WASHINGTON — Actress Lori Loughlin and her fashion designer husband, Mossimo Giannulli, have agreed to plead guilty to charges in the college admissions bribery case and will serve seven months in prison between the two them, the Department of Justice announced Thursday morning.
Loughlin, 55, and Giannulli, 56, were scheduled to go on trial in October on charges that they paid $500,000 to get their two daughters into the University of Southern California as crew recruits even though neither girl was a rower. They denied paying bribes and said they believed their payments were legitimate donations.
Loughlin and Giannulli previously pleaded not guilty and firmly insisted on their innocence even as other parents reached deals with prosecutors over the past 16 months. The couple are the 23rd and 24th parents to plead guilty in the case.
Their decision comes about two weeks after the judge rejected their bid to dismiss the case over allegations of misconduct by federal authorities.
According a press release from the U.S. Attorney's Office in Massachusetts, Loughlin will plead guilty to one count of conspiracy to commit wire and mail fraud, while Giannulli will plead guilty to one count of conspiracy to commit wire and mail fraud and honest services wire and mail fraud.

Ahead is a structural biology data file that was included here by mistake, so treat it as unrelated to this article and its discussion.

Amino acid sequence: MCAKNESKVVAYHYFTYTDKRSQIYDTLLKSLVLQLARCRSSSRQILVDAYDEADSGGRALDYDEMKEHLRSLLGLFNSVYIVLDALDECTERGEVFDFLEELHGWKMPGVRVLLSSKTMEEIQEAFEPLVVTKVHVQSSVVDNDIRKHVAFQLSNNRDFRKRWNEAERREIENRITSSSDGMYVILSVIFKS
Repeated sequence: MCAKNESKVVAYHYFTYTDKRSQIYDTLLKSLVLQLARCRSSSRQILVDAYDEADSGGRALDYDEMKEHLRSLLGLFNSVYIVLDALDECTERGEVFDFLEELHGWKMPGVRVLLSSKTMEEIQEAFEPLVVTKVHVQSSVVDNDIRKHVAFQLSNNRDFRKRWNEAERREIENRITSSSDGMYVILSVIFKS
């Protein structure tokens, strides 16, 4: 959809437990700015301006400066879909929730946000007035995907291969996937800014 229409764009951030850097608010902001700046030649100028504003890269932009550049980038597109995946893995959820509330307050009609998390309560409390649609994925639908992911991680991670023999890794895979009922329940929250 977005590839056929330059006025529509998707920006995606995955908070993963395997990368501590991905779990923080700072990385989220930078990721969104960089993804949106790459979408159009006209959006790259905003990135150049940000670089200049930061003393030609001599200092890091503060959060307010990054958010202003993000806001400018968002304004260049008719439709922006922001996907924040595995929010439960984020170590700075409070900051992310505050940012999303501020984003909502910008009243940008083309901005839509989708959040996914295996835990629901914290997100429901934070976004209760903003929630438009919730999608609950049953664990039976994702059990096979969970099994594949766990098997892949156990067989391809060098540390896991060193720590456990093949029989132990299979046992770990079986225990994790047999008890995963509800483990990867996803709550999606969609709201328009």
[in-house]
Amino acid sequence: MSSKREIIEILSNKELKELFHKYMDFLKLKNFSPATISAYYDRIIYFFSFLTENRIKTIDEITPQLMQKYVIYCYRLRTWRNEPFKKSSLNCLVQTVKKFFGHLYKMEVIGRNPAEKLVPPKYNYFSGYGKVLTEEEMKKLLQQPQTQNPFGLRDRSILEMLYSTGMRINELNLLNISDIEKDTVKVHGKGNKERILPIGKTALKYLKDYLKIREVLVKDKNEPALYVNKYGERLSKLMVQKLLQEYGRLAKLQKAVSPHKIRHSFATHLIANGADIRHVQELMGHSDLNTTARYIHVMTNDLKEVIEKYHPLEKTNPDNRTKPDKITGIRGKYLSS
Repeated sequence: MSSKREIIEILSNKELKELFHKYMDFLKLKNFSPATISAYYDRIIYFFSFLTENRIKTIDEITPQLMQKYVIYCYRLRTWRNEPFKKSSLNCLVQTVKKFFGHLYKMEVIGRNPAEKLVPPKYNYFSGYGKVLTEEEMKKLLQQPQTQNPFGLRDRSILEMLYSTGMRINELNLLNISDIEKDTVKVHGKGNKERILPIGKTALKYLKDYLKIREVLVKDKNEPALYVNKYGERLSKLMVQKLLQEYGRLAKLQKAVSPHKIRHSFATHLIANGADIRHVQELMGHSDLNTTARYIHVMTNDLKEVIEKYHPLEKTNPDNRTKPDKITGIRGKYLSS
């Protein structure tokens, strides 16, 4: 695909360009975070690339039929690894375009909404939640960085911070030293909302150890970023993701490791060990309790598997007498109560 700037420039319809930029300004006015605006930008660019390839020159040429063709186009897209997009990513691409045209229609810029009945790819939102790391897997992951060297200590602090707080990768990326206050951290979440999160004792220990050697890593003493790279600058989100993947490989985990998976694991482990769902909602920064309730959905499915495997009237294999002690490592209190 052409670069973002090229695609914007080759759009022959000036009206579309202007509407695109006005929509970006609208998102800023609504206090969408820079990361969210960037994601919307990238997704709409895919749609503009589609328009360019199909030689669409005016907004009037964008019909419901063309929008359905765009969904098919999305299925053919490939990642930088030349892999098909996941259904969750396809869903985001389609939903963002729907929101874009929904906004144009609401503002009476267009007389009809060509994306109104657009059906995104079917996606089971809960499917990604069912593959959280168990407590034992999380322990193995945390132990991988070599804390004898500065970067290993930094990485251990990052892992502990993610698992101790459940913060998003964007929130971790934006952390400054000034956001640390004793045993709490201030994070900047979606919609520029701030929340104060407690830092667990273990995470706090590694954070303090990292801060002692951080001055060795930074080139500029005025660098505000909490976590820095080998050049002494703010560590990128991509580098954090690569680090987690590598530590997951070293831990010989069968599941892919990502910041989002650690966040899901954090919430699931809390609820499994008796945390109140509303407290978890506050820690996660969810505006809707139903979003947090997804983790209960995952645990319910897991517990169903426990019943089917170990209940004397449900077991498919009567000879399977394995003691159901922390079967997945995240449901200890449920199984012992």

The charge carries up to 20 years in prison and a fine of $250,000.
Prosecutors have agreed to dismiss charges of money laundering and federal programs bribery that were added after the case was filed.
Under the terms of Loughlin’s plea agreement, she will be sentenced to two months in prison, a $150,000 fine and two years of supervised release with 100 hours of community service.
Loughlin's husband will be sentenced to five months in prison, a $250,000 fine and two years of supervised release with 250 hours of community service.
The terms of the plea agreements are subject to the court's approval.
“Under the plea agreements filed today, these defendants will serve prison terms reflecting their respective roles in a conspiracy to corrupt the college admissions process and which are consistent with prior sentences in this case. We will continue to pursue accountability for undermining the integrity of college admissions,” U.S. Attorney Andrew E. Lelling said.
The U.S. Attorney's office said the couple are scheduled to plead guilty Friday morning.
The Associated Press contributed.